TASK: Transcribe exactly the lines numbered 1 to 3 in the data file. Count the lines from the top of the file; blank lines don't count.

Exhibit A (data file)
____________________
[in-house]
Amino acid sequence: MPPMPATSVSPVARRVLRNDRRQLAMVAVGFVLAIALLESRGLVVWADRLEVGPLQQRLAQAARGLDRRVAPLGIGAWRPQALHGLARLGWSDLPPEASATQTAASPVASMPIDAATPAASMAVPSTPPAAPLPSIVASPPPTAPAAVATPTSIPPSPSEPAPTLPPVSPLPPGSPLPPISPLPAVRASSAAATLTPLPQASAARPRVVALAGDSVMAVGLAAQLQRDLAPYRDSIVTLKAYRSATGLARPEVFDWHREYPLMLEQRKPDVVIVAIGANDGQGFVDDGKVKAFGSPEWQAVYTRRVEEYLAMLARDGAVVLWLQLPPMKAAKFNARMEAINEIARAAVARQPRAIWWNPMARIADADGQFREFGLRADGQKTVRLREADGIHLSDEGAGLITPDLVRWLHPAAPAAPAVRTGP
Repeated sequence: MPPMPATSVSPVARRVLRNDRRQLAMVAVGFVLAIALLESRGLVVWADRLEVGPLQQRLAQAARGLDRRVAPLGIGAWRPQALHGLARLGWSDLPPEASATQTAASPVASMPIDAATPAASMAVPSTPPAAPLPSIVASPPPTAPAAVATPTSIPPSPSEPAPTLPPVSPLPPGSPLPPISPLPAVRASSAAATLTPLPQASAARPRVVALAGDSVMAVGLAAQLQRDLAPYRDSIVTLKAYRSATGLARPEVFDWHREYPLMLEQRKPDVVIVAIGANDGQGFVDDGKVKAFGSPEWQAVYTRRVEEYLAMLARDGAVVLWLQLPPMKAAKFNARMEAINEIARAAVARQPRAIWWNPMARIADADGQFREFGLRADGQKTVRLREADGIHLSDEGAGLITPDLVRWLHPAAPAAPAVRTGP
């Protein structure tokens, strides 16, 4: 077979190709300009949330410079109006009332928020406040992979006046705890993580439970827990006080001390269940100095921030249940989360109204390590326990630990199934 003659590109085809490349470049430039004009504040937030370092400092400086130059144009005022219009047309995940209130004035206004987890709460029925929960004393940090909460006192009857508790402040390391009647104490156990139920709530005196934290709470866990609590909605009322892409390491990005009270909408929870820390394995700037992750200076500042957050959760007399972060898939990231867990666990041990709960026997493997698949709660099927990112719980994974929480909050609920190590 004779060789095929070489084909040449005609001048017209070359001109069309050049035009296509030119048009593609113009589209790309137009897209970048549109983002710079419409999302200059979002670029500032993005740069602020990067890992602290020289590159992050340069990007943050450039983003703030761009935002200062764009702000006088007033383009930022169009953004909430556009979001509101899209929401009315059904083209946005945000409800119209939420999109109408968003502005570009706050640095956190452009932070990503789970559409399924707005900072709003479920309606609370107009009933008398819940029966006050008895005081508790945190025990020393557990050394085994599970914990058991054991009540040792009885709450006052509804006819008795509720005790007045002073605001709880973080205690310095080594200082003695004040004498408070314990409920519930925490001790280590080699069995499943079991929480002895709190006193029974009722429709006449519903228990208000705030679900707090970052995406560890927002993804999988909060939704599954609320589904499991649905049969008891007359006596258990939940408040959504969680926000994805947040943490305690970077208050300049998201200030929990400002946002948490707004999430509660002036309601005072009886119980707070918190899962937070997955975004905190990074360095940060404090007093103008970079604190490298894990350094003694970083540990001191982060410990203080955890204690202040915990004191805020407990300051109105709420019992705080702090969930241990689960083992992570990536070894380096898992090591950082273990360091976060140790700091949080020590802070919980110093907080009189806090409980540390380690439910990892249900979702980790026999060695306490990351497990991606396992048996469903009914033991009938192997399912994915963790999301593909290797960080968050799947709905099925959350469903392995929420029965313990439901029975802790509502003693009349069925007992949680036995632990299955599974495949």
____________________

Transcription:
[in-house]
Amino acid sequence: MPPMPATSVSPVARRVLRNDRRQLAMVAVGFVLAIALLESRGLVVWADRLEVGPLQQRLAQAARGLDRRVAPLGIGAWRPQALHGLARLGWSDLPPEASATQTAASPVASMPIDAATPAASMAVPSTPPAAPLPSIVASPPPTAPAAVATPTSIPPSPSEPAPTLPPVSPLPPGSPLPPISPLPAVRASSAAATLTPLPQASAARPRVVALAGDSVMAVGLAAQLQRDLAPYRDSIVTLKAYRSATGLARPEVFDWHREYPLMLEQRKPDVVIVAIGANDGQGFVDDGKVKAFGSPEWQAVYTRRVEEYLAMLARDGAVVLWLQLPPMKAAKFNARMEAINEIARAAVARQPRAIWWNPMARIADADGQFREFGLRADGQKTVRLREADGIHLSDEGAGLITPDLVRWLHPAAPAAPAVRTGP
Repeated sequence: MPPMPATSVSPVARRVLRNDRRQLAMVAVGFVLAIALLESRGLVVWADRLEVGPLQQRLAQAARGLDRRVAPLGIGAWRPQALHGLARLGWSDLPPEASATQTAASPVASMPIDAATPAASMAVPSTPPAAPLPSIVASPPPTAPAAVATPTSIPPSPSEPAPTLPPVSPLPPGSPLPPISPLPAVRASSAAATLTPLPQASAARPRVVALAGDSVMAVGLAAQLQRDLAPYRDSIVTLKAYRSATGLARPEVFDWHREYPLMLEQRKPDVVIVAIGANDGQGFVDDGKVKAFGSPEWQAVYTRRVEEYLAMLARDGAVVLWLQLPPMKAAKFNARMEAINEIARAAVARQPRAIWWNPMARIADADGQFREFGLRADGQKTVRLREADGIHLSDEGAGLITPDLVRWLHPAAPAAPAVRTGP